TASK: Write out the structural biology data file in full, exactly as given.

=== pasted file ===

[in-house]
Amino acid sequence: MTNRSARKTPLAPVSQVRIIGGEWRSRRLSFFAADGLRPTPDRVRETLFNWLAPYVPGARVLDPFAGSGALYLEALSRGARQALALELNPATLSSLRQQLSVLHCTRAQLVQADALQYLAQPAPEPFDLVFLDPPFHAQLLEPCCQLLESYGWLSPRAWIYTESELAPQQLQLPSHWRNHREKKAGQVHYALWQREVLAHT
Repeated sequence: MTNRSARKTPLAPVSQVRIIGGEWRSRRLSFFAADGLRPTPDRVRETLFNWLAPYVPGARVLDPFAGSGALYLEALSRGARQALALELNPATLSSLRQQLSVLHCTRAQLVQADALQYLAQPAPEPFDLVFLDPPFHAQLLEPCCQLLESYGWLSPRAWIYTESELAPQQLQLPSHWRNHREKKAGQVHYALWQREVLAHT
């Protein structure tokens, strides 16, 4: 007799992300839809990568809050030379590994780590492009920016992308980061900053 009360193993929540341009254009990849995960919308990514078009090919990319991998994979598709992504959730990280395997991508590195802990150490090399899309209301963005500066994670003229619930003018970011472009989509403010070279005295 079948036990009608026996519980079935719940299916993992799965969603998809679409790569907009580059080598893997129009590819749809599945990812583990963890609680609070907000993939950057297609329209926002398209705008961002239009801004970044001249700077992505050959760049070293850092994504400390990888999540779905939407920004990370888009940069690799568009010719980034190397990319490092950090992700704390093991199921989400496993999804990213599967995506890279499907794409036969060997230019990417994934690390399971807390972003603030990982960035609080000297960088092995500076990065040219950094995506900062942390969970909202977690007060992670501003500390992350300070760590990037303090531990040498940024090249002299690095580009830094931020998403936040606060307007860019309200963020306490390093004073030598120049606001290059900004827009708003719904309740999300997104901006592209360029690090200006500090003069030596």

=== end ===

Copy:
[in-house]
Amino acid sequence: MTNRSARKTPLAPVSQVRIIGGEWRSRRLSFFAADGLRPTPDRVRETLFNWLAPYVPGARVLDPFAGSGALYLEALSRGARQALALELNPATLSSLRQQLSVLHCTRAQLVQADALQYLAQPAPEPFDLVFLDPPFHAQLLEPCCQLLESYGWLSPRAWIYTESELAPQQLQLPSHWRNHREKKAGQVHYALWQREVLAHT
Repeated sequence: MTNRSARKTPLAPVSQVRIIGGEWRSRRLSFFAADGLRPTPDRVRETLFNWLAPYVPGARVLDPFAGSGALYLEALSRGARQALALELNPATLSSLRQQLSVLHCTRAQLVQADALQYLAQPAPEPFDLVFLDPPFHAQLLEPCCQLLESYGWLSPRAWIYTESELAPQQLQLPSHWRNHREKKAGQVHYALWQREVLAHT
């Protein structure tokens, strides 16, 4: 007799992300839809990568809050030379590994780590492009920016992308980061900053 009360193993929540341009254009990849995960919308990514078009090919990319991998994979598709992504959730990280395997991508590195802990150490090399899309209301963005500066994670003229619930003018970011472009989509403010070279005295 079948036990009608026996519980079935719940299916993992799965969603998809679409790569907009580059080598893997129009590819749809599945990812583990963890609680609070907000993939950057297609329209926002398209705008961002239009801004970044001249700077992505050959760049070293850092994504400390990888999540779905939407920004990370888009940069690799568009010719980034190397990319490092950090992700704390093991199921989400496993999804990213599967995506890279499907794409036969060997230019990417994934690390399971807390972003603030990982960035609080000297960088092995500076990065040219950094995506900062942390969970909202977690007060992670501003500390992350300070760590990037303090531990040498940024090249002299690095580009830094931020998403936040606060307007860019309200963020306490390093004073030598120049606001290059900004827009708003719904309740999300997104901006592209360029690090200006500090003069030596």